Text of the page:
Whether or not your kid says it, or even knows it, these are the gifts that he really wants.
Your love expressed physically. Even after children outgrow their desire to be cuddled and held, physical touch is still important. Some kids still enjoy hugs and closeness with you, but even if your child doesn’t like a lot of physical touch, there are ways to sneak it in. You may have to do it in playful punches, head rubbing, gentle wrestling or even just tucking him in at night.
My youngest, now 20, is not a touchy feely person. So when she does reach out to me for comfort or love, I drop everything to be sure she gets it!
Always take advantage of those opportunities when your child is asking for it because for some kids that may be rare.
Your love expressed verbally. You can never say “I love you” or “I’m proud of you” or “I believe you” too much! Be creative, perhaps sharing special messages in your child’s desk or lunch bag. Verbal love can also be communicated in your sincere and specific praise.
Your interest. This doesn’t mean prying, it means being there, being available and showing interest by asking, listening, and observing. When they get to be teens, you may feel they are resisting, but don’t back off. Deep down your child really does still want to know that you are interested in her life.
Your restraint (too many questions) I am the queen of questions in my family. Just naturally curious, I guess. But that often drove my kids crazy. Even now, when I’ve asked too many questions, I get “the look” and I know it’s time to stop!
Kids want your interest, but they don’t want to be pestered with too many questions about what is going on in their lives. Find the balance between asking too much and asking too little by asking one or two casual (but targeted) questions at a time.
Your time. Look for chances to spend quality time with each child even when schedules are packed. Mealtimes are great for enjoying time as a family, but a great way to focus on an individual child is attending events at your kid’s school.
That could include chaperoning field trips, coaching a sport, volunteering for class events, or supervising lunch.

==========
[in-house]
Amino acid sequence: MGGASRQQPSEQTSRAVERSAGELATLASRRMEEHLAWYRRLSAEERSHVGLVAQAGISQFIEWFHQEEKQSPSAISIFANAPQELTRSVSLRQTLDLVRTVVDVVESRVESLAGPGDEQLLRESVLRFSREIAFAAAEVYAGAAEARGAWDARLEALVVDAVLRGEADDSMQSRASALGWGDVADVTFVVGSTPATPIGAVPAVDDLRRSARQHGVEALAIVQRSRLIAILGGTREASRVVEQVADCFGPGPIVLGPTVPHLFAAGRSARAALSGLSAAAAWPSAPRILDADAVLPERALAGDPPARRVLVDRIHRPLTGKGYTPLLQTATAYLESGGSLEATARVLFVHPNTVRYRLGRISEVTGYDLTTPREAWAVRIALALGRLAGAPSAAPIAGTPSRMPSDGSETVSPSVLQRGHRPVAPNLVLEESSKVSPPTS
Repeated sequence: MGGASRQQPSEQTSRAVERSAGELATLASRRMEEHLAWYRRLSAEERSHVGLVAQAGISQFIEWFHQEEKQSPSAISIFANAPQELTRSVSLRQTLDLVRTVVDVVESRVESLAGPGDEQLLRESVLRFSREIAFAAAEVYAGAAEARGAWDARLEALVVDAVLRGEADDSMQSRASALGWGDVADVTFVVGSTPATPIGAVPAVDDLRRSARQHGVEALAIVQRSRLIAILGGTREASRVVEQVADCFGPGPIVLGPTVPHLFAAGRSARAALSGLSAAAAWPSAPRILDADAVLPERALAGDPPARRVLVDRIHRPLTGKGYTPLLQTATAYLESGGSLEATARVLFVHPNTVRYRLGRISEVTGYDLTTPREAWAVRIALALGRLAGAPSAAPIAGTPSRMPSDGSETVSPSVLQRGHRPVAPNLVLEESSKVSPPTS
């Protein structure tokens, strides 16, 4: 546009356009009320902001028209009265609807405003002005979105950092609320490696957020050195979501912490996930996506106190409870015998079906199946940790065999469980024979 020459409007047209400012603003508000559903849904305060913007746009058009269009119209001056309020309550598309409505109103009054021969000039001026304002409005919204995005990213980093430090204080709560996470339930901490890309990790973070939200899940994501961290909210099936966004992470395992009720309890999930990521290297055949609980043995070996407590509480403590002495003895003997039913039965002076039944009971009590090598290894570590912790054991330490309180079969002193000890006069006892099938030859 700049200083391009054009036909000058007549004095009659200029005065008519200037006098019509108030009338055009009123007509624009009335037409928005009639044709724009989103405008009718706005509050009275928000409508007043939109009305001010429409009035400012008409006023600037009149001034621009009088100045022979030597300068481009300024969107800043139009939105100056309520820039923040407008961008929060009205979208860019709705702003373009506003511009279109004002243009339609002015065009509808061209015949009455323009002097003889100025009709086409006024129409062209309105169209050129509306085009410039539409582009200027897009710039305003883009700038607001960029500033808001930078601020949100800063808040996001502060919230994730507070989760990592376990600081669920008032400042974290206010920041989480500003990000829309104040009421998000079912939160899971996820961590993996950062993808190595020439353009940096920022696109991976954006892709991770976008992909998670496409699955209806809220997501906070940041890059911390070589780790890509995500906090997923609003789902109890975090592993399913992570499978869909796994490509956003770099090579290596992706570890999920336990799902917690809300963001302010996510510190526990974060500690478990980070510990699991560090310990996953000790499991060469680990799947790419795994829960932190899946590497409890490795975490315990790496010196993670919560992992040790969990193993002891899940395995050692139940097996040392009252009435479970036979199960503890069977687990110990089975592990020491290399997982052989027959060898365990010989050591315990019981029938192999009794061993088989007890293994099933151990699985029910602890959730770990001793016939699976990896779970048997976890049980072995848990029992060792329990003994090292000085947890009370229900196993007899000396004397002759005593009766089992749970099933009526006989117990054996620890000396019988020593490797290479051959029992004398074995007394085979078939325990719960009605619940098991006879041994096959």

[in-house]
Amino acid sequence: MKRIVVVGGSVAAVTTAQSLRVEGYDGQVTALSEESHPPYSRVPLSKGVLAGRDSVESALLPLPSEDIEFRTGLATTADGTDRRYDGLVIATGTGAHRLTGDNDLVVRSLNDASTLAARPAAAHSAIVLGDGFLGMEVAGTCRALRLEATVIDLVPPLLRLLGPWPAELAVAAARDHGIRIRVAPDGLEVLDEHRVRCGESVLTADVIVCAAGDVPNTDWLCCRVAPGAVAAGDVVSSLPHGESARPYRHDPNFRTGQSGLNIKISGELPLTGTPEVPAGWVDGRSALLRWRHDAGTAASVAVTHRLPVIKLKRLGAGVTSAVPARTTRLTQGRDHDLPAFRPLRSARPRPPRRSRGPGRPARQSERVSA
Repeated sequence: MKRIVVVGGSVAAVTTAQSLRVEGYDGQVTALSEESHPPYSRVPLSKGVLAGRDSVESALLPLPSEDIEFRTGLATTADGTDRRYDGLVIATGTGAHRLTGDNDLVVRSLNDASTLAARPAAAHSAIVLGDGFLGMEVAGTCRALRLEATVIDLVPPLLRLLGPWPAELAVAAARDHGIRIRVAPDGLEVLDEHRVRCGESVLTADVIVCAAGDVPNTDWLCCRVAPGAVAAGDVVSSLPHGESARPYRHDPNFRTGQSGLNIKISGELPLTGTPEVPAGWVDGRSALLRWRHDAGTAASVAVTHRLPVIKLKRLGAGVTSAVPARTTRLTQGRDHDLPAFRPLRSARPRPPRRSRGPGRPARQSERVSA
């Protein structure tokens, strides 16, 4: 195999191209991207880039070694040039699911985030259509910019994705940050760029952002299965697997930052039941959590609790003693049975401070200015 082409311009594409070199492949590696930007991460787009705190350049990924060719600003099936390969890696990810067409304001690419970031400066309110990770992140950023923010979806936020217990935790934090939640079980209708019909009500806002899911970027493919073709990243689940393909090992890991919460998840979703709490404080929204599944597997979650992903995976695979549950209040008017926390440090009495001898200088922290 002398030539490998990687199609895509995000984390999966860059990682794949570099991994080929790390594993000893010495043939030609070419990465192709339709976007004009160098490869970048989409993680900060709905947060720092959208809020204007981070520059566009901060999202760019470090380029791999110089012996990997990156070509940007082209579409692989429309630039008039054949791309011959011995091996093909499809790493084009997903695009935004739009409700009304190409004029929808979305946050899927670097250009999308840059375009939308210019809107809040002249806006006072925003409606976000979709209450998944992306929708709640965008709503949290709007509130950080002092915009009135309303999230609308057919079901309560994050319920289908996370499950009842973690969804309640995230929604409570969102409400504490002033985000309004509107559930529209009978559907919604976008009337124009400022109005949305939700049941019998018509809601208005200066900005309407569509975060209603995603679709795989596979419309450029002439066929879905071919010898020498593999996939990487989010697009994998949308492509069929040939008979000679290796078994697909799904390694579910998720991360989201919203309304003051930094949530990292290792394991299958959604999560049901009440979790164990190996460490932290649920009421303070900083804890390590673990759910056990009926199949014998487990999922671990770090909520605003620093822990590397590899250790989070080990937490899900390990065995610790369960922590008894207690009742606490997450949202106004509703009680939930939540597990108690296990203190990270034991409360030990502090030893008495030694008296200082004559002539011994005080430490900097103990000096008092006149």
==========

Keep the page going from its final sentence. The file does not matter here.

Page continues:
Your discipline. No kid will tell you he wants to be disciplined, because he probably thinks he doesn’t. But structure, boundaries, and consequences are necessary for him to feel secure, safe and loved. Consistency is the key. Parents must be on the same page: No “good cop, bad cop.” Consistency also means that core values should not be changed casually or for convenience.
Without rules, boundaries, and limits, your kids are forced to be adults before they are ready.
Your example. Parents are their kids’ first and most important role models. Be the kind of person you want them to become.
Your laughter. I am a big advocate of silliness because when people get silly, they laugh. Walls go down. Bonds are built. Laughter is amazing medicine and the family that laughs and gets silly together, in my opinion, has a better chance of staying strong and close as they grow up.
Your care and protection. Can’t ignore the importance of meeting your child’s basic needs: healthy food, clean clothes, shelter, medical care, education, and protection from harm.
Your stability. Stability comes from family and community. Ideally, a family remains together in a stable household. But when that ideal breaks down, your child’s life must be as little disrupted as possible. Kids and families should also be part of larger units to give them a sense of belonging.
Most important, remember it’s the small things that moms and dads do that mean the most to your children. Surprisingly it may not be that really cool toy or awesome trip to Disney that mean the most to your children. The stuff that costs the least money become priceless lifelong treasures.